MTN Group Ltd.’s battles with Nigerian authorities over $10 billion in repatriated funds and back taxes could increase risk in South Africa’s financial system, the Reserve Bank said.
Africa’s largest wireless carrier by subscribers is facing mounting pressure to return $8.1 billion to Nigeria after its central bank argued that the Johannesburg-based company had repatriated funds illegally. Separately, the West African nation’s attorney general’s office alleges the company owes $2 billion in back taxes.
The “near-term repatriation of the funds to the Nigerian authorities could affect MTN’s ability to continue meeting its debt obligations, including those in the South African banking sector,” the South African Reserve Bank said in its Financial Stability Review released Wednesday in the capital, Pretoria. “Given the interconnected nature of the financial system, that could increase systemic risk.”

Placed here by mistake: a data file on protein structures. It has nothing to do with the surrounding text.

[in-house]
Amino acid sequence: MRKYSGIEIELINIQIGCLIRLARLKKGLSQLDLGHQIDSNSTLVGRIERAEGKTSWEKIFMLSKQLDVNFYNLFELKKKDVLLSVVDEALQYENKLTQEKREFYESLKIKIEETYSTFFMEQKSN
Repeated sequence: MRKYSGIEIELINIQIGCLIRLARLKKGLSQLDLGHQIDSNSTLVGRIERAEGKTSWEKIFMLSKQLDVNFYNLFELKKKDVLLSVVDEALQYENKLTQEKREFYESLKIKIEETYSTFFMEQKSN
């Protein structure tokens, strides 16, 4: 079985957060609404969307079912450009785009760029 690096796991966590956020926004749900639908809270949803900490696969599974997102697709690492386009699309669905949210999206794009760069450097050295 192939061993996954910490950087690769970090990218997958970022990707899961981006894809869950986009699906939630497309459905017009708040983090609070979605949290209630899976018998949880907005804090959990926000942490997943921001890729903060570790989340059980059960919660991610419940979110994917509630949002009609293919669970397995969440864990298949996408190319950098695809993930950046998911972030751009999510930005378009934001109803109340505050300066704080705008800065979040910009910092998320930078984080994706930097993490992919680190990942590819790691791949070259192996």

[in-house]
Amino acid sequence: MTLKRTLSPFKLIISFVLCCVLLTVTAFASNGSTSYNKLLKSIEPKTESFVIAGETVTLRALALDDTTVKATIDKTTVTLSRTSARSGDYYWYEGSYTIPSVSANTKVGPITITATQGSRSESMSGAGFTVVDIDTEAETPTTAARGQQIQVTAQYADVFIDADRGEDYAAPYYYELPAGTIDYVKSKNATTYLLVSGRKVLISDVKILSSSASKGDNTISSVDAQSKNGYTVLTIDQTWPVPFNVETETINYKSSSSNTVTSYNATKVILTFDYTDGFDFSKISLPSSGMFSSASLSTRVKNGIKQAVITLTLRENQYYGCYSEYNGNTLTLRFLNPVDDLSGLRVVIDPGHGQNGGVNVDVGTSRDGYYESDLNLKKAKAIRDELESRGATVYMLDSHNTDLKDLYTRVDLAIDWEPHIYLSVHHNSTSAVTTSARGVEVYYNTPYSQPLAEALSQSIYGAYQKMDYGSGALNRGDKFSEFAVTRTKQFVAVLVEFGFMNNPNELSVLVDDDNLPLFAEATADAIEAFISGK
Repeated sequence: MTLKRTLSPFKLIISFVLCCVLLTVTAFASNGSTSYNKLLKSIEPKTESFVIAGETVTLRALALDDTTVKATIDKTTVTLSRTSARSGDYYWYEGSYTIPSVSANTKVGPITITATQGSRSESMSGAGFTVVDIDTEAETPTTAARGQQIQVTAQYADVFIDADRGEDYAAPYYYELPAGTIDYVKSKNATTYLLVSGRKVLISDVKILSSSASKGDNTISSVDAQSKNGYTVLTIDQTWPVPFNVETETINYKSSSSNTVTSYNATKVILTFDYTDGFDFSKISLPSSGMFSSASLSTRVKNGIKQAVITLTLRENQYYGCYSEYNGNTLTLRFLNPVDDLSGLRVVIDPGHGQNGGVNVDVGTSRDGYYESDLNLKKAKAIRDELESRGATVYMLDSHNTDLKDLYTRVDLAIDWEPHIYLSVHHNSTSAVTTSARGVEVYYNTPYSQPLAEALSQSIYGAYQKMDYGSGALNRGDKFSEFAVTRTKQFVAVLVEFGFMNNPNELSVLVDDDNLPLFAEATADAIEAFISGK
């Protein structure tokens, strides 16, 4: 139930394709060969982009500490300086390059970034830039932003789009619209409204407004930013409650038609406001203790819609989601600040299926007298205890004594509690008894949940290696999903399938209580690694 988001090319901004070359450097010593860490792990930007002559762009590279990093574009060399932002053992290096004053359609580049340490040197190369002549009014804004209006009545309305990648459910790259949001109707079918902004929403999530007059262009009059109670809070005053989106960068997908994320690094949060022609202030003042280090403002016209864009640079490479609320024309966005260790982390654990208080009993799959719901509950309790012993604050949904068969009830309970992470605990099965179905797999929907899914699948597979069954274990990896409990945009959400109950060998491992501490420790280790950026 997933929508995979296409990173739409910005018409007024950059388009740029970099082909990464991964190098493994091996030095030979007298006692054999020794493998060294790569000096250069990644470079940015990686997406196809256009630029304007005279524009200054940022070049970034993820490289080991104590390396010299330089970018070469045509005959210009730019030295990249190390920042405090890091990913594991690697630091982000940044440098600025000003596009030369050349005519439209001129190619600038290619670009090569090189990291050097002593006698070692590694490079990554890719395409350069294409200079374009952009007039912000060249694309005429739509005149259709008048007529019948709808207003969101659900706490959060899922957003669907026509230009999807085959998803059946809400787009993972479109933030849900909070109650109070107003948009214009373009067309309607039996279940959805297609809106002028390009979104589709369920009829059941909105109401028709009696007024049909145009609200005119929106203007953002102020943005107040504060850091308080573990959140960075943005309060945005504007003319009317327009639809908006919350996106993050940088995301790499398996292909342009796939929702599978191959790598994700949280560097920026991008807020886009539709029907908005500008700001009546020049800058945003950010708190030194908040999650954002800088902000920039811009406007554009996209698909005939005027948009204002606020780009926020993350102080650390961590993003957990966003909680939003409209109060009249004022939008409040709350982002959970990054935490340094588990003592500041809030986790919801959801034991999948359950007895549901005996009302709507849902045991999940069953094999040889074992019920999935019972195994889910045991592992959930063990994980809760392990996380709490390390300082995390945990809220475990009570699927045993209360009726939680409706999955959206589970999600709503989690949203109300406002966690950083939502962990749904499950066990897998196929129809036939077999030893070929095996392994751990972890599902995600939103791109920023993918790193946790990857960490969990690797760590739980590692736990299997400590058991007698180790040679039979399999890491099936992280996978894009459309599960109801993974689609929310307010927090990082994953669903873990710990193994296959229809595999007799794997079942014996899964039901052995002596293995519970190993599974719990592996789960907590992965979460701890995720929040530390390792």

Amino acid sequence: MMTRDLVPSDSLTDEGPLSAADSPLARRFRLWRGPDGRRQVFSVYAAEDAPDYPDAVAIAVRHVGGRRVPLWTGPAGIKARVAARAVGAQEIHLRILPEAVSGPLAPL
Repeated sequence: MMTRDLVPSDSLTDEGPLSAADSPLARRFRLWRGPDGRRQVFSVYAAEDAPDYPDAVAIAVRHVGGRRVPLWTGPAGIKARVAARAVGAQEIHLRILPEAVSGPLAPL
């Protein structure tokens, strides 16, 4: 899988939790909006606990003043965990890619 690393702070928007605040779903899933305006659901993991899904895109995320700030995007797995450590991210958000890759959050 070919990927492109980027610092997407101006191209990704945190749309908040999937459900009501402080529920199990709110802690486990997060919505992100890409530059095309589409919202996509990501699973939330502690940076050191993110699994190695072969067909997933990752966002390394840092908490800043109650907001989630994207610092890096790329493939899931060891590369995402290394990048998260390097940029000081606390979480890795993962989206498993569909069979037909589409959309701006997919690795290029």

The claims amount to almost all of MTN’s market value of about $12 billion, SARB said. That could also lead to a “worst-case scenario” of MTN pulling out of Nigeria, which would increase the company’s exposure level to reputational risk, it added.
Nigeria’s central bank alleged in late August that MTN and four banks — Standard Chartered Plc, Citigroup Inc., Stanbic IBTC Plc and Diamond Bank Plc — illegally repatriated the money from Nigeria. MTN sought an injunction in early September to buy itself time to fight the claim in its biggest market, which has wiped 18 percent off its market value within two weeks.
The shares traded 0.6 percent higher at 89.50 rand at the market close on Wednesday, valuing the company at 169 billion rand ($12.1 billion).